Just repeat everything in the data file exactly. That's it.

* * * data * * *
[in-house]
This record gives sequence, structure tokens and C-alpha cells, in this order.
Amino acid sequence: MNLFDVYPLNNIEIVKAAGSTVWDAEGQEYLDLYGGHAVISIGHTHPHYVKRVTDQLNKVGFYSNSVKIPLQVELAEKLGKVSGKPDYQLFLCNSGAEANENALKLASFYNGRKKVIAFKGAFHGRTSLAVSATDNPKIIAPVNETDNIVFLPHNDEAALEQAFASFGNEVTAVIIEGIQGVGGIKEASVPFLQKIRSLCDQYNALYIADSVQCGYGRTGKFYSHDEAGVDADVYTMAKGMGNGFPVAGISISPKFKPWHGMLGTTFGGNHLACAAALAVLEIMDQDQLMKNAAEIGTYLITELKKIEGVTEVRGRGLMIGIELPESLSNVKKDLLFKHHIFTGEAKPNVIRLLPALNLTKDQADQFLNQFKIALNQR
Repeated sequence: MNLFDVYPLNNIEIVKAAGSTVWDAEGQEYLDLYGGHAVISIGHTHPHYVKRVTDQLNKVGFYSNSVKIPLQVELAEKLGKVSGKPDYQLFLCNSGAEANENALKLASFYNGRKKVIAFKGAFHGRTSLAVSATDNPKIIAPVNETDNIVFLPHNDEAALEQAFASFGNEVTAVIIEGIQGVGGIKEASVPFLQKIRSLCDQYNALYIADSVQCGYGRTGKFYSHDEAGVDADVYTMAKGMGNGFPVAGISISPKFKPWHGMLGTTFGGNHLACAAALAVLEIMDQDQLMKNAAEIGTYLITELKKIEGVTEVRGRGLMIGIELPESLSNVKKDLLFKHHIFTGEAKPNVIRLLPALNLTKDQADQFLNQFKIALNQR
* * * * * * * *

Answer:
[in-house]
This record gives sequence, structure tokens and C-alpha cells, in this order.
Amino acid sequence: MNLFDVYPLNNIEIVKAAGSTVWDAEGQEYLDLYGGHAVISIGHTHPHYVKRVTDQLNKVGFYSNSVKIPLQVELAEKLGKVSGKPDYQLFLCNSGAEANENALKLASFYNGRKKVIAFKGAFHGRTSLAVSATDNPKIIAPVNETDNIVFLPHNDEAALEQAFASFGNEVTAVIIEGIQGVGGIKEASVPFLQKIRSLCDQYNALYIADSVQCGYGRTGKFYSHDEAGVDADVYTMAKGMGNGFPVAGISISPKFKPWHGMLGTTFGGNHLACAAALAVLEIMDQDQLMKNAAEIGTYLITELKKIEGVTEVRGRGLMIGIELPESLSNVKKDLLFKHHIFTGEAKPNVIRLLPALNLTKDQADQFLNQFKIALNQR
Repeated sequence: MNLFDVYPLNNIEIVKAAGSTVWDAEGQEYLDLYGGHAVISIGHTHPHYVKRVTDQLNKVGFYSNSVKIPLQVELAEKLGKVSGKPDYQLFLCNSGAEANENALKLASFYNGRKKVIAFKGAFHGRTSLAVSATDNPKIIAPVNETDNIVFLPHNDEAALEQAFASFGNEVTAVIIEGIQGVGGIKEASVPFLQKIRSLCDQYNALYIADSVQCGYGRTGKFYSHDEAGVDADVYTMAKGMGNGFPVAGISISPKFKPWHGMLGTTFGGNHLACAAALAVLEIMDQDQLMKNAAEIGTYLITELKKIEGVTEVRGRGLMIGIELPESLSNVKKDLLFKHHIFTGEAKPNVIRLLPALNLTKDQADQFLNQFKIALNQR